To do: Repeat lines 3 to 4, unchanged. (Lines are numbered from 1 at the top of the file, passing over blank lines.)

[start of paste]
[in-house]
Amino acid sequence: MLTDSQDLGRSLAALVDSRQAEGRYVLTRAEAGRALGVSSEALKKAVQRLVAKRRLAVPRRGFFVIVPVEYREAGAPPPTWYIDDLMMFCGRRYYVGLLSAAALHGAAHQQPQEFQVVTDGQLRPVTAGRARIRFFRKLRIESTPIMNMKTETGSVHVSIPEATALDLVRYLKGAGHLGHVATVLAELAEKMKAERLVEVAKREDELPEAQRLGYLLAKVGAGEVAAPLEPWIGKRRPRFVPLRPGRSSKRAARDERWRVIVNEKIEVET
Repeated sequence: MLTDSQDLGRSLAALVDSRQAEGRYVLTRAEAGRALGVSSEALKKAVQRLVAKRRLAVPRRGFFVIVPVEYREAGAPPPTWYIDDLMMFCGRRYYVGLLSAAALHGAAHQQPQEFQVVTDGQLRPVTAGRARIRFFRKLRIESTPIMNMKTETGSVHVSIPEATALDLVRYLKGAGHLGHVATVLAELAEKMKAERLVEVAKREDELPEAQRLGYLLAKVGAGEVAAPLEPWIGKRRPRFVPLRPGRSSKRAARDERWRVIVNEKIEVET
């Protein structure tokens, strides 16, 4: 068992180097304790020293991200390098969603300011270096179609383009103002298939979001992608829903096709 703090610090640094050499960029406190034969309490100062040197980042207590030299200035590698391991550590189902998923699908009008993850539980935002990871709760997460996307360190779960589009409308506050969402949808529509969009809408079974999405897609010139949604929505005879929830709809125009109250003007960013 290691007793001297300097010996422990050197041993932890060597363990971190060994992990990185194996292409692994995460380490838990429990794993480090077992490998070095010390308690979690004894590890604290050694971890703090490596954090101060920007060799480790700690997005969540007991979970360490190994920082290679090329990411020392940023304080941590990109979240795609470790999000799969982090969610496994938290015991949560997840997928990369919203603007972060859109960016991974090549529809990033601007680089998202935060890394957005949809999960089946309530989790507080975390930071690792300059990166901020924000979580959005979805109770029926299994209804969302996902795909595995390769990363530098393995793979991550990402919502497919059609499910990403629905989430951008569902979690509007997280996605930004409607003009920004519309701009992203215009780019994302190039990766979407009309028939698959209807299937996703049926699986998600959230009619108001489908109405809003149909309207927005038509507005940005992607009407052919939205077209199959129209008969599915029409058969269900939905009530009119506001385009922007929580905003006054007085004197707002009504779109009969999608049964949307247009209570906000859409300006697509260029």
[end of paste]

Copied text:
Repeated sequence: MLTDSQDLGRSLAALVDSRQAEGRYVLTRAEAGRALGVSSEALKKAVQRLVAKRRLAVPRRGFFVIVPVEYREAGAPPPTWYIDDLMMFCGRRYYVGLLSAAALHGAAHQQPQEFQVVTDGQLRPVTAGRARIRFFRKLRIESTPIMNMKTETGSVHVSIPEATALDLVRYLKGAGHLGHVATVLAELAEKMKAERLVEVAKREDELPEAQRLGYLLAKVGAGEVAAPLEPWIGKRRPRFVPLRPGRSSKRAARDERWRVIVNEKIEVET
């Protein structure tokens, strides 16, 4: 068992180097304790020293991200390098969603300011270096179609383009103002298939979001992608829903096709 703090610090640094050499960029406190034969309490100062040197980042207590030299200035590698391991550590189902998923699908009008993850539980935002990871709760997460996307360190779960589009409308506050969402949808529509969009809408079974999405897609010139949604929505005879929830709809125009109250003007960013 290691007793001297300097010996422990050197041993932890060597363990971190060994992990990185194996292409692994995460380490838990429990794993480090077992490998070095010390308690979690004894590890604290050694971890703090490596954090101060920007060799480790700690997005969540007991979970360490190994920082290679090329990411020392940023304080941590990109979240795609470790999000799969982090969610496994938290015991949560997840997928990369919203603007972060859109960016991974090549529809990033601007680089998202935060890394957005949809999960089946309530989790507080975390930071690792300059990166901020924000979580959005979805109770029926299994209804969302996902795909595995390769990363530098393995793979991550990402919502497919059609499910990403629905989430951008569902979690509007997280996605930004409607003009920004519309701009992203215009780019994302190039990766979407009309028939698959209807299937996703049926699986998600959230009619108001489908109405809003149909309207927005038509507005940005992607009407052919939205077209199959129209008969599915029409058969269900939905009530009119506001385009922007929580905003006054007085004197707002009504779109009969999608049964949307247009209570906000859409300006697509260029």